Researcher Recognized for Pollution Studies

A New York chemistry professor was recently recognized for her pioneering role in identifying microplastics as a significant pollutant in the Great Lakes.

Her efforts led to limits on the use of microplastics.

Sherri Mason, a professor at the State University of New York in Fredonia, was awarded the Heinz Award for Public Policy. The award given by the Heinz Family Foundation recognizes significant accomplishments in arts and humanities, environment, human condition, public policy, technology, economy and employment.

Read the full story at Great Lakes Echo>>

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The Great Lakes make up 84% of North America’s surface fresh water and about 21% of the world’s supply of surface fresh water.

The Great Lakes water system is the largest inland shipping system in the world.

The only Great Lake entirely within the U.S. is Lake Michigan.

Lake Michigan’s shores hold the largest fresh water sand dunes in the world.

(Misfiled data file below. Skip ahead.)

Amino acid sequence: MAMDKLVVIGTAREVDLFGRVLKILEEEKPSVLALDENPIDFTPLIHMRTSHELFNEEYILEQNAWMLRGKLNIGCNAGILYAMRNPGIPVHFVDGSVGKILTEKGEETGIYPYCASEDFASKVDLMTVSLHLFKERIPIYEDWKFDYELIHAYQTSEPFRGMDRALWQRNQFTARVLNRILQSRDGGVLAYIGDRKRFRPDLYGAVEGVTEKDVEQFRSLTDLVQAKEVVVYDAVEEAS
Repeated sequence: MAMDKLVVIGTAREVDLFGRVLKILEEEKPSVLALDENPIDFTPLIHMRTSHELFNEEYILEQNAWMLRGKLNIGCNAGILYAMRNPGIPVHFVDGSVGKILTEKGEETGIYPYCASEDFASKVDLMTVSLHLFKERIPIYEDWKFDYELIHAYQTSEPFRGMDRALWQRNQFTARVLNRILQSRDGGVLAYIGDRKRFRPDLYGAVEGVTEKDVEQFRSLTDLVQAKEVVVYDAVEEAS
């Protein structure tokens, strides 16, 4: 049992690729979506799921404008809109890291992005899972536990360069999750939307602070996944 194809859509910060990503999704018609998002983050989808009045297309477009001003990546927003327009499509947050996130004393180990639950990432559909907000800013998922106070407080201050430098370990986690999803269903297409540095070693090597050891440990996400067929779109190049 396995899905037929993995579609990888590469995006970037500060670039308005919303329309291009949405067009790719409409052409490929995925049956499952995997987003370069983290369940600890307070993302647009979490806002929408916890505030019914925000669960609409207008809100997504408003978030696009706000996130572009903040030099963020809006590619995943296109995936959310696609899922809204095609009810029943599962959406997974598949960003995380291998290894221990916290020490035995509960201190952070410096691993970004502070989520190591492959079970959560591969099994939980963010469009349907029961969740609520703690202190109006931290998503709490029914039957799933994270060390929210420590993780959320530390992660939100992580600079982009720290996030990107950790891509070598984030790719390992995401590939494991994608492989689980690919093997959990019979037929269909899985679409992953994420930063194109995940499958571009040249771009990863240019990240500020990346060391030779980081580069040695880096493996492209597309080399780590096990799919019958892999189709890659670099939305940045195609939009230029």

The Great Lakes were formed due to glacial movements that caused depressions in the earth that eventually filled with water.

Lake Michigan and Lake Huron are considered one lake hydrologically since they are connected by the Straits of Mackinac.

Although it falls under the category of what we define as a lake, Lake Superior acts more like an inland sea.

There are 9,000-year-old animal-herding structures below Lake Huron.

The Lake Huron shoreline extends 3,827 miles and encompasses 30,000 islands. It is the longest shoreline of the Great Lakes.

The water in Lake Erie is recycled every 2.6 years, the shortest of any Great Lake.


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